A Real Commitment to Minority Rights Needs a Real Commitment to Freedom


As a Catholic school kid, my day job for 13 years, I spent many a religion class arguing with a succession of teachers about the flaws in my erstwhile faith's position on contraception. In the years since, as some of my favorite people have gone on to become orthodox Catholics, the friendly debates have been held during dinner parties or long car rides or late-night conversations in backyard jacuzzis, and having heard every imaginable defense of the church, I remain adamant that its position is neither pragmatic nor required by the teachings of Jesus nor desirable. What gets me most agitated is thinking about the needless suffering the faith-based ban on contraception inflicts on the Third World. In the United States, most Catholics just use contraception.

Despite being pro-condom, pro-birth control, and appropriately dubious of "natural family planning," however, I cannot go along with Kevin Drum of Mother Jones when he argues in favor of the Catholic Church being forced to purchase medical insurance that includes contraception (emphasis added):

Unlike abortion, which remains a genuine hot button, contraception simply isn't. Poll after poll shows that the public almost unanimously has no moral objection to contraception, and, by margins of 3- or 4-to-1, believes that insurance ought to cover contraception. This is true even among Catholics. It's almost literally the case that the only remaining objection to contraception in modern American society comes from the tiny, exclusively male group that makes up the church's leadership. If the Catholic hierarchy wants to maintain its barbaric position that contraception is immoral, there's nothing I can do to stop it. But it's a position that maims and kills and immiserates millions throughout the world, and there's simply no reason that a secular government needs to--or should--humor them over this. I don't think the church will stop providing charity care because they object to the contraception rule, but if they do then we'll just have to find others to step in. We're living in the 21st century, and in the 21st century contraception is almost unanimously viewed as morally benign and practically effective. It's a boon, not a curse, and there's simply no reason that a secular government supported by taxpayer dollars should continue to indulge the pretense that it's not.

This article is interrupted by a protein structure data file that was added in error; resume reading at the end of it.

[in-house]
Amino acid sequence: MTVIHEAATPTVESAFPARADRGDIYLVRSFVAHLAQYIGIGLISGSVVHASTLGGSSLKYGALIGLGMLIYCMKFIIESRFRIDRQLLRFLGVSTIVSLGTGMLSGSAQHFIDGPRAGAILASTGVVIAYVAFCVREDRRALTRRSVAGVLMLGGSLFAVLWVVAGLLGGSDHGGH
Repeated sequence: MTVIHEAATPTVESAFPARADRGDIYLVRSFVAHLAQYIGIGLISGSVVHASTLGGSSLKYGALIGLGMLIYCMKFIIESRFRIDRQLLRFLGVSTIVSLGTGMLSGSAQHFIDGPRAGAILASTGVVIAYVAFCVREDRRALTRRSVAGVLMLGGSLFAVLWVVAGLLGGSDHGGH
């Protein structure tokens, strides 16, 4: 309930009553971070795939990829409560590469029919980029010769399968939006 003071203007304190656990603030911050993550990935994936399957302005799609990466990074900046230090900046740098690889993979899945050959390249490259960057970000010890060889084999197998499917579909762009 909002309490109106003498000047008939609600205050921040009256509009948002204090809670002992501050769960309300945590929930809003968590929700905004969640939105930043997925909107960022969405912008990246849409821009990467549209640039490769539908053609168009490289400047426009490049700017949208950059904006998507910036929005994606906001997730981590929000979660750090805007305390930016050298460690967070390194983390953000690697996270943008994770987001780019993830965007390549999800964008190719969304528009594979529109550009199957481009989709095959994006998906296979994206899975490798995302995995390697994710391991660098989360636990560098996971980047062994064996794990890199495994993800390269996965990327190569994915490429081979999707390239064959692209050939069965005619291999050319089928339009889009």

It would be more accurate to say that a small number of relatively traditional Catholics are the folks for whom contraceptives are a problem. What grates on me is the notion that whether or not the state accommodates this minority group should turn in part on how small a minority they are. Even in instances when I think a government mandate makes sense, I regard it as regrettable if even a single individual feels coerced by it. If the state can reasonably avoid transgressing against the prerogatives of a minority, however small, it damn well ought to do so.

There is no bright-line test for what is "reasonable," or how burdensome an accommodation must be before government should no longer be bound to make it. But this contraception example seems easy. There are very few institutions in America with longstanding, obviously credible moral objections to contraception. Permitting these institutions to purchase health insurance for employees that doesn't include contraception isn't going to meaningfully interfere with the government's ability to shape a functional health-care system. There are, additionally, the consequences for actual employees of institutions like the Catholic Church. Many share the position of their faith: they're morally uncomfortable paying into a health-insurance system that doles out contraception. Other employees don't have any moral objection to contraception; and some presumably want it included in their health plan. Weighing their respective preferences, isn't it reasonable to ask the latter group to buy slightly cheaper health insurance with no contraception, and to spend the savings on birth control or condoms? That certainly seems less burdensome than asking the others to compromise a deeply held moral belief.

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Conor Friedersdorf is a staff writer at The Atlantic, where he focuses on politics and national affairs. He lives in Venice, California, and is the founding editor of The Best of Journalism, a newsletter devoted to exceptional nonfiction.

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